This show likes to hammer home that the Doctor is a dangerous character when he doesn't have a companion to keep him in check, and this episode is one of the best examples of that. The Doctor arrives on Mars shortly after the discovery we've all been dreaming of, microscopic life in the planet's water. When things start going sideways, though, the Doctor has to choose between saving this infamous Martian expedition or letting history play out as it's meant to, and with no one else there to assure him he's making the right decision, it all comes down to him. In the absence of a companion, it becomes a study in the Doctor as the last of his race, specifically in the wake of a prophecy foretelling his own demise, and it's one that, if the Tenth Doctor's other episodes couldn't do it for you, is guaranteed to hook you in.
8. The Eleventh Hour
Another new writer! Another new Doctor! And new companions! It's another reboot within the reboot, meaning it's another perfectly fine place to start the show. If you'd rather start watching chronologically a little further into the show than "Rose" so you have less catching up to do, "The Eleventh Hour" is a good bet. The Doctor crash lands post-regeneration in the front yard of a little girl left home alone and finds that the crack in her bedroom wall is actually a crack in space and time. After leaving for a moment to stop the crashed TARDIS from acting up outside, he returns to find something's gone very, very wrong in his absence. It's the start of a new era of Doctor Who, and while I highly recommend going back and watching a few episodes on this list once you're well into the show, there's nothing wrong with starting here.
9. Vincent and the Doctor
Not all of the Doctor's encounters with real historical figures are perfect, but this one has to be one of the best. The Doctor meets Vincent Van Gogh, whose mental illness has begun to manifest as actual demons only he can see. The episode isn't really about the aliens this time around, though. It's about Vincent, the nature of mental illness, and the ability to find beautiful days between difficult ones. If you want to see Doctor Who at its most heartfelt, this is definitely the episode to start with.
10. The Girl Who Waited
The majority of this list isn't from Steven Moffat's era as showrunner on Doctor Who, mainly because he was so focused on the plot that it's difficult to find a good episode that doesn't require prior knowledge of the show. This episode, however, manages to craft a really cool premise without the extra plot details. The Doctor promises his companions, Amy and Rory, a planet filled with wonder, but when they land, they find only a white door and two buttons: red and green. What follows is a series of moral dilemmas that test the Doctor and his companions as they traverse a sterilized wonderland. It may not have as much impact if you don't know the companions already, but it's still a good window into the types of plots Moffat's era is fond of when he gets it right.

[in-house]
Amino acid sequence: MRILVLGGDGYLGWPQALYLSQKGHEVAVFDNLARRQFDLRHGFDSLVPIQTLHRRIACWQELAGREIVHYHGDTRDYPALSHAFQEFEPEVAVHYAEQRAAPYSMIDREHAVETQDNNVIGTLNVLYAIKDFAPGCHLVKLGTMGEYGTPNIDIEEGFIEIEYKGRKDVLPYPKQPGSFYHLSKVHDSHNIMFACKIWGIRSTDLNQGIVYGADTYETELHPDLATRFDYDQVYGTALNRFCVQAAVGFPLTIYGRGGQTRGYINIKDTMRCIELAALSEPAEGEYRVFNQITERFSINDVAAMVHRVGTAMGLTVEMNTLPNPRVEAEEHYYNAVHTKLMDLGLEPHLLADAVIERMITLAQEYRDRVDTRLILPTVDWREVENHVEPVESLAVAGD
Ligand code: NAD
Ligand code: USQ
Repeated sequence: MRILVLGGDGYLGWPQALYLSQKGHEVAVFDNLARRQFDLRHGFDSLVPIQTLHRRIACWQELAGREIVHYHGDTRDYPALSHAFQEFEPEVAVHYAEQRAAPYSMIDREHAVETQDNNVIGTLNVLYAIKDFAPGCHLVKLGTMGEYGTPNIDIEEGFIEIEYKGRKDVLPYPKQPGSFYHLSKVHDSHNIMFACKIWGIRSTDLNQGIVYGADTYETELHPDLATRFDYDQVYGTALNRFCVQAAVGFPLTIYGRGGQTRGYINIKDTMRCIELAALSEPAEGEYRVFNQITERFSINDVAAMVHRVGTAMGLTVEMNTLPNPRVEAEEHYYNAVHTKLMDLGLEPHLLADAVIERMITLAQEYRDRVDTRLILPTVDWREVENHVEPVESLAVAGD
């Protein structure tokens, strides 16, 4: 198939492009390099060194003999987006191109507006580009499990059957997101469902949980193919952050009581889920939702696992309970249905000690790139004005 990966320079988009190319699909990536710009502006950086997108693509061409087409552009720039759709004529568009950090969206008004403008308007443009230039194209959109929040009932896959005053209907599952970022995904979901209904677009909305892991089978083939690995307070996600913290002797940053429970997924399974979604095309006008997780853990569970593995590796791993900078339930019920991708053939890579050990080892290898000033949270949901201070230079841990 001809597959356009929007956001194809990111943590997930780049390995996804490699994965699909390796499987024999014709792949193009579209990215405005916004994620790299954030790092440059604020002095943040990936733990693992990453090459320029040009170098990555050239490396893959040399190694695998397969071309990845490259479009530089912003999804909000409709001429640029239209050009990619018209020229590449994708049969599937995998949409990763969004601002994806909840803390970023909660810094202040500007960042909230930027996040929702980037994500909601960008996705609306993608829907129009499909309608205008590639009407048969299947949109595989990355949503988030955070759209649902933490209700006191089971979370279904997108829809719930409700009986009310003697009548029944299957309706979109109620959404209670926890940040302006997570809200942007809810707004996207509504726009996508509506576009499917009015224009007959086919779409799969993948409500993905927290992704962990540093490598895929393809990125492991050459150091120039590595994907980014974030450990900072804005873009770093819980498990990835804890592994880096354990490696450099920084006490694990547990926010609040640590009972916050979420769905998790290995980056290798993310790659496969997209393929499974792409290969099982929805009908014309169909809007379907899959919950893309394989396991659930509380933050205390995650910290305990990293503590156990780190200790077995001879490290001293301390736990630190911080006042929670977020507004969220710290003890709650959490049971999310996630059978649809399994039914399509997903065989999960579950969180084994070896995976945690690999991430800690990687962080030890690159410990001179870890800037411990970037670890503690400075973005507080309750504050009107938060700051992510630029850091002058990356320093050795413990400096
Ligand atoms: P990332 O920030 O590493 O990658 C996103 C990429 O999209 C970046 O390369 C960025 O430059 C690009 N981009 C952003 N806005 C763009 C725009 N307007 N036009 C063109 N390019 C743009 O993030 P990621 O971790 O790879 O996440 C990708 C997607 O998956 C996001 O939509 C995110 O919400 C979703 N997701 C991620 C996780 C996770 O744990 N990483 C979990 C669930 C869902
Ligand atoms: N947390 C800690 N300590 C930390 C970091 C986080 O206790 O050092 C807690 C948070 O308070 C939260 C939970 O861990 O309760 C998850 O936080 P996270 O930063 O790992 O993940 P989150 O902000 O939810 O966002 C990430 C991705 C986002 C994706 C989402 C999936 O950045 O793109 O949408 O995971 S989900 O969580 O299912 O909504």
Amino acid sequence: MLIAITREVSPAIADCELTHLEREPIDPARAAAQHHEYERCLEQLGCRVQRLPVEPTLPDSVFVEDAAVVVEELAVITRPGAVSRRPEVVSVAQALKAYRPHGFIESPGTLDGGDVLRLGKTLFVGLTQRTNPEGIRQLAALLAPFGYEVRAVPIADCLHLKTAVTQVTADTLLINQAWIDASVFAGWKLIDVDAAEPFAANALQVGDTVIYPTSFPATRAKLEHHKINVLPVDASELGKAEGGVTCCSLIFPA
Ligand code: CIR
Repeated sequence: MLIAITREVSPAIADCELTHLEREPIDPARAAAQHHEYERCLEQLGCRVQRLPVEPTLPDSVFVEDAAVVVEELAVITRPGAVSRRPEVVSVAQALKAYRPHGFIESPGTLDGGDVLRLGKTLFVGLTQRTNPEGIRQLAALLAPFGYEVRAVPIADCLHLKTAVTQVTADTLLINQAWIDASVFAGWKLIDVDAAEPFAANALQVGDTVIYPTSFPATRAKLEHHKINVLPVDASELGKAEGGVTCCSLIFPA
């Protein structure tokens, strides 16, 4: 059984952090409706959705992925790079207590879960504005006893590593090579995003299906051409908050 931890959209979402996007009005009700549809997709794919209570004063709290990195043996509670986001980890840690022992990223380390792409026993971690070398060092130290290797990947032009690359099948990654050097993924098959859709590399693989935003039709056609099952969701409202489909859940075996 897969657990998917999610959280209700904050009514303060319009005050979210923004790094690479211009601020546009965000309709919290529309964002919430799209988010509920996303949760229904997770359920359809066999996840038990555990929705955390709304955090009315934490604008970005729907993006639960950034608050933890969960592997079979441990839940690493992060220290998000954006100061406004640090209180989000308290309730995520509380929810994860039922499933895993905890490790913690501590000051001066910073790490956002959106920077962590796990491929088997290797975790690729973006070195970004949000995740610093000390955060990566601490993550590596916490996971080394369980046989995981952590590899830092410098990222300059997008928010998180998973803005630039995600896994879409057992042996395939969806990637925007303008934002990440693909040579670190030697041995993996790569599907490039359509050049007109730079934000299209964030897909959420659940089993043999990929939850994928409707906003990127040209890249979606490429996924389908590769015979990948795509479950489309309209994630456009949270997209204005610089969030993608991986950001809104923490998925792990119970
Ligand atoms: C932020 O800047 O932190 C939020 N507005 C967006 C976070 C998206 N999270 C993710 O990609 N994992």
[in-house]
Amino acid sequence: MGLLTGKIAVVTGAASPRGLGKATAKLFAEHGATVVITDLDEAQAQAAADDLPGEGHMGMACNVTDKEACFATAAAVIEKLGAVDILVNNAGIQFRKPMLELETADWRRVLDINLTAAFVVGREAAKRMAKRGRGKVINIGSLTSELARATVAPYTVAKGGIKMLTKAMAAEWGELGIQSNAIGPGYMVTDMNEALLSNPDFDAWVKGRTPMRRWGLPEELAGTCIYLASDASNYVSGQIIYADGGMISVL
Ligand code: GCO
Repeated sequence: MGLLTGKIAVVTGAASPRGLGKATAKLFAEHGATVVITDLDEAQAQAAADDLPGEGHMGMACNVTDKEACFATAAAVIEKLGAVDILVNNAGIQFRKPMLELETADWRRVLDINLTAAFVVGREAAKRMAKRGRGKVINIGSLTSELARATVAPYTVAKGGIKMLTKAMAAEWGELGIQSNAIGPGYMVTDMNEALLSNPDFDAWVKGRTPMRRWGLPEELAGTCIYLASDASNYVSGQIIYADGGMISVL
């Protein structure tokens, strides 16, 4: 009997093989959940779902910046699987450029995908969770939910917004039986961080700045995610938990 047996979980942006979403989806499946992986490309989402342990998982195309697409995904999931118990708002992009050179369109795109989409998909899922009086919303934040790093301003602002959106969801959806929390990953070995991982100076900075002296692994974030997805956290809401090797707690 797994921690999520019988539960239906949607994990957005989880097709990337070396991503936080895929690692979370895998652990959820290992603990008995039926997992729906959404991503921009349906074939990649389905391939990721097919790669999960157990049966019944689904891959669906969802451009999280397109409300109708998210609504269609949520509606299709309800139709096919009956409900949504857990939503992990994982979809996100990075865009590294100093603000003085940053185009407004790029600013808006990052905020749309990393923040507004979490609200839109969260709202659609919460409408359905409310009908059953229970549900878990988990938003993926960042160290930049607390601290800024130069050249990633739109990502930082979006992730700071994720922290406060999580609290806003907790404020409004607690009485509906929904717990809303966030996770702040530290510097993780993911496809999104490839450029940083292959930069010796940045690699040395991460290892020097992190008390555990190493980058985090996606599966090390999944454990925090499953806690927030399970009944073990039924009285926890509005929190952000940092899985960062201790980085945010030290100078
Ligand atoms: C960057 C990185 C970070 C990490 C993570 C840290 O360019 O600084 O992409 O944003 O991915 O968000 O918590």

The Eleventh Doctor's life turned his twelfth incarnation closed off and sour, meaning a lot of time was dedicated at the top of Twelve's first series to uncovering exactly who this new version of the Doctor was. At this point in the series, he has been traveling alone for a bit and, after spending so much time in his own head, has decided to recruit his old companion Clara to investigate one of his and the rest of the universe's greatest questions: why do we fear we are not alone when we know we most definitely are? This one episode takes the Doctor and Clara forward and backward in time, to the literal ends of the universe and to childhood bedrooms, and it's the sort of creepy adventure inspired by our very human fears that Doctor Who makes its best episodes out of.
12. The Pilot
This episode is appropriately named "The Pilot," because, despite airing in the middle of the Twelfth Doctor's run, it acts as a sort of new beginning to the show. The Doctor has become a professor on Earth and notices a certain student, Bill Potts, has been dropping in on his lectures simply because she enjoys them. Between their months of classes together, Bill notices a puddle that seems to distort the face reflected in it and, inevitably, finds help in the form of the Doctor. It's literally written as a new start to the show, so if you want to get just a bit of background before heading into the Thirteenth Doctor's series, this is definitely the place to start.
13. The Woman Who Fell To Earth
Yes, you can start on series 11. There's a new showrunner and a new Doctor, meaning the show is basically getting another, other reboot. The show is the best it's been in years, and while you might want to go back and watch earlier episodes in the future, the first episode of the new series is a great place to start. After a particularly violent regeneration, the Doctor is thrown from her TARDIS as it dematerializes, leaving her falling to Earth without her one unearthly possession. Once on solid ground, she stumbles into new aliens, new companions, and what is essentially a new TV show. The new showrunner, Chris Chibnall, has even said that each of this series' episodes are going to be individual stand-alone stories, so it doesn't sound like previous series are going to have too much baring on this one. The new series is only five episodes in, too, so you can catch up easily enough, and still have time to watch a few of the other episodes on this list in the downtime each week.
You can watch all of Doctor Who now on Amazon Prime.